strength helped him a lot. On the other hand, I've lost count of the number
of crosses that come in from the left. I'll say it again Dunne is
and always will be the weak link in the back four. I'd take a right back
who knows that position and has the pace and skills to execute well, rather
than a strong one who sometimes looks good but gets skinned with alarming
regularity any day of the week.
What Dunne didn't deserve is a disgusting tackle that could have put him
out for a long time. It looked terrible. He was stretchered off after having
a hell of a lot of looking and his leg, with a large amount of bandages on
his leg. Looked bad.
Not that we have that much room to complain, seeing as Campbell wanted to
prove something. A couple of minutes earlier, a Coventry player (Hadji??)
had faked an injury (which included the trainer treating the other leg to
the one that his limp suggested), which had soured the Evertonians view of
any Coventry injuries.
Then Campbell slashed the legs away of one of their central defenders, in
a vicious Hutchison / Gerrard / Owen would-be-proud-of type tackle.
It's the sort of tackle that ends players' seasons in August. Campbell leapt
to his feet, holding his arms up in a "Don't send me off for fuck's sake"
gesture. He needn't have worried the ref gave us a throw in. The
Evertonians however, booed the Coventry bloke as he lay in agony for several
As he was stretchered off, he got booed. When he finally was able to stand
about 3 minutes later, he was still booed for faking injury. As he limped
along the line, there were cries of "Nothing wrong with '''''im". To his
credit, he came back on and battled on, but had to be subbed several minutes
later. As he left, there were still loud boos. Use your friggin heads, lads!
Not many real attempts on goal though. For the only real chance, Hutchison
FINALLY competed for a header, which put Campbell through. His shot made
the net bulge, but only by hitting the side netting.
Individual players much shorter than usual, as it was a pretty
Gerrard 7 - Competent. Maybe should have been out quicker for the
Ball 7 - Shows his class, but let us down for the goal, when he certainly
should have been closer to Keane.
Gough 8 - A mortal performance.
Weir 7 - Nothing stands out.
Dunne 7 - Is still exposed when one-on-one. Probably his most convincing
right back performance to date, yet still not what you would call
Barmby 8 - Showed us exactly why we need him by not being there in
the second half. Good running, and a great cross to Weir for the second 'goal'.
Collins 7 - More class than I've probably seen from him in blue, yet
anything good that he does continues to be heavily diluted by that mistakes,
the effort in winning the ball and the unwillingness to be the one to take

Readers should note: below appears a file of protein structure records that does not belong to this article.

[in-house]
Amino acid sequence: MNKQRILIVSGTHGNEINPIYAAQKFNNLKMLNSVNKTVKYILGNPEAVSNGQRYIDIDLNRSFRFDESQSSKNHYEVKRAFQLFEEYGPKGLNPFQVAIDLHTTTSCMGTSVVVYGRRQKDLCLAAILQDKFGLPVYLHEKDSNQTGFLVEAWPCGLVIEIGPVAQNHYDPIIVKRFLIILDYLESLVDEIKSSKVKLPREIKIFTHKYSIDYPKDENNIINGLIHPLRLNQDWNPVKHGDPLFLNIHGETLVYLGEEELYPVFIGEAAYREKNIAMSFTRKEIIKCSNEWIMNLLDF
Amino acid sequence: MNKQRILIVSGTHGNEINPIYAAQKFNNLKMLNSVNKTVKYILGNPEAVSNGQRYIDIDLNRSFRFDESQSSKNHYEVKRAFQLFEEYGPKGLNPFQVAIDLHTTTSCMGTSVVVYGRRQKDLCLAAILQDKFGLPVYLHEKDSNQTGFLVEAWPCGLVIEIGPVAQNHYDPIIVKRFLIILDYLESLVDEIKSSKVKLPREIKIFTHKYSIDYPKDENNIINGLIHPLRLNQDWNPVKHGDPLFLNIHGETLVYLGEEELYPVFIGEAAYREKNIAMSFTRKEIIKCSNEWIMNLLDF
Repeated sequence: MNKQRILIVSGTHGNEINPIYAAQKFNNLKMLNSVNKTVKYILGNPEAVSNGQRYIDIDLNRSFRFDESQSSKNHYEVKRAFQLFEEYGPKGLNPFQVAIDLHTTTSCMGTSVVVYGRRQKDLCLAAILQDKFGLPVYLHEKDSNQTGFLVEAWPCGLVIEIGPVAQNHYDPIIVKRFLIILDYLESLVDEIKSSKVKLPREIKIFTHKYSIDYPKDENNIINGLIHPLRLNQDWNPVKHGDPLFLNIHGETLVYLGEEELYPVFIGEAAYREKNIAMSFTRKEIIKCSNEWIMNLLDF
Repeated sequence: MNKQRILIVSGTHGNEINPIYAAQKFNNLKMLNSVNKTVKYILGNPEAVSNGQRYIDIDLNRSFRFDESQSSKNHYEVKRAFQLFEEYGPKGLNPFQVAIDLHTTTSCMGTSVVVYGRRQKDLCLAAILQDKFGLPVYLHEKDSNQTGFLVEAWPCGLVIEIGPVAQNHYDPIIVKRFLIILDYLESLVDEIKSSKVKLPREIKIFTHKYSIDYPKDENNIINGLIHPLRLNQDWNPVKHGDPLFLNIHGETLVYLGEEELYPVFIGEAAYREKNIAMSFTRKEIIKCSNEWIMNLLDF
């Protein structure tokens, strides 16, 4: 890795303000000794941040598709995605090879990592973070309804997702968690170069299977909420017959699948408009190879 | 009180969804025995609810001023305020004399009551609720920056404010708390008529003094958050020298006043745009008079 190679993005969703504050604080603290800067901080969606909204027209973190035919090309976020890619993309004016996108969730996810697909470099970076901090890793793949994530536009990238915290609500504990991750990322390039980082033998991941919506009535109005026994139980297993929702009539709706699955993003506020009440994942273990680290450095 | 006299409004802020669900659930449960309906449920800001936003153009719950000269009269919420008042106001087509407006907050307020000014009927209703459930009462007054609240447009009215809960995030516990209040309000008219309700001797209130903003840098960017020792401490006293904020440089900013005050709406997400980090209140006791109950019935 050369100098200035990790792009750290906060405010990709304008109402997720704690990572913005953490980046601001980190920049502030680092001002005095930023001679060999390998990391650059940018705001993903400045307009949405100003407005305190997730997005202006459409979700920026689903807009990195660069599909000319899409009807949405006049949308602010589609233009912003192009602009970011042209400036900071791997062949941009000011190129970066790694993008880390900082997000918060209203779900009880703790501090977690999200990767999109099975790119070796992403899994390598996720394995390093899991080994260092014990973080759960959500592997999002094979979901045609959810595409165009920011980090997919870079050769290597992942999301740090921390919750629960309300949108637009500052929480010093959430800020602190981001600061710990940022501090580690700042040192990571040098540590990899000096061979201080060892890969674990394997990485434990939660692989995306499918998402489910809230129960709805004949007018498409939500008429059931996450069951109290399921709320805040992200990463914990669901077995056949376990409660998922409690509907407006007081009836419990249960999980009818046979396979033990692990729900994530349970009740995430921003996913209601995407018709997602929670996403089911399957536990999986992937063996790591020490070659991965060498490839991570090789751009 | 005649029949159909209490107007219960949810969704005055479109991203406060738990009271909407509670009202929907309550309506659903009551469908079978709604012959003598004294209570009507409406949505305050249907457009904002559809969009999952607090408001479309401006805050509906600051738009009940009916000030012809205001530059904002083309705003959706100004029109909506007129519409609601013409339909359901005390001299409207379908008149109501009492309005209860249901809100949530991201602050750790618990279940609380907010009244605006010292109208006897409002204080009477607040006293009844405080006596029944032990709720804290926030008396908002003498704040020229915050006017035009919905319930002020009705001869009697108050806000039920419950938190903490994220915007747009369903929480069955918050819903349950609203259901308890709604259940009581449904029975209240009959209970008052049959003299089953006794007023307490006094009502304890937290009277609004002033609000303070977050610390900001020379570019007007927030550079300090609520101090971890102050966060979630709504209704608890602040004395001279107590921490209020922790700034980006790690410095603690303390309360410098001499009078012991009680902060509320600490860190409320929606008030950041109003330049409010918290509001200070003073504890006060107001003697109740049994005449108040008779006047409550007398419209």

responsibility to put his foot on the ball and be the one to make telling
passes something that he still leaves for Hutch to do. He's a far
improved player with someone like Ball outside of him, but he's a 10-yard
passer. There were times when we were crying out for a 40-yard cross-field
pass (Xavier was in acres of space virtually the entire game), but it still
went 10 yards backwards. Still not doing anything that gives him divine right
of a place in the first team over Gemmill.
Hutchison 8 - It seemed to me a few times that he wanted to go for
something, but pulled out on second thoughts. I think he has probably been
told that he needs to be careful, but he over-did it. His entire game is
based around physical activity, and take that away and your left with....
Collins! Not a good thing. But still, he shows that he's the only midfielder
who really knows how to pass to Jeffers, and seeing as that is our main attacking
threat it makes Hutch probably our best midfielder on the day.
Xavier 8 - Not as crisp passing as Monday, but he still was able to
make himself available all of the time. It's such as shame that his team-mates
ignored him. In the first minute, he showed great vision with a cross to
the far post to Barmby. I'm not sure he was given the ball in a position
to do that again. He looks like he could be a class act, even though quite
a few passes went wrong I'm more willing to forgive that if the pass
in question is an attacking one, rather than for Collins who makes mistakes
Jeffers 8 - Got very little service. He is learning how to use his
body far more, which has to be a good thing he's no longer the skinny
bloke who can be shoved off the ball. Sometimes he runs far too intelligently
for our midfielders nobody seems willing to hit a diagonal pass over
the top of the defence for him to run onto, which seems to annoy him somewhat.
Got lucky with the goal, and never threatened too much again. At least he
Campbell 5 - Didn't work for him today. He couldn't win a header at
all, possibly because of the wind. Had one really good chance, and didn't
hit the target. Apart from this he looked unsure. Probably would have been
a good time to introduce Johnson.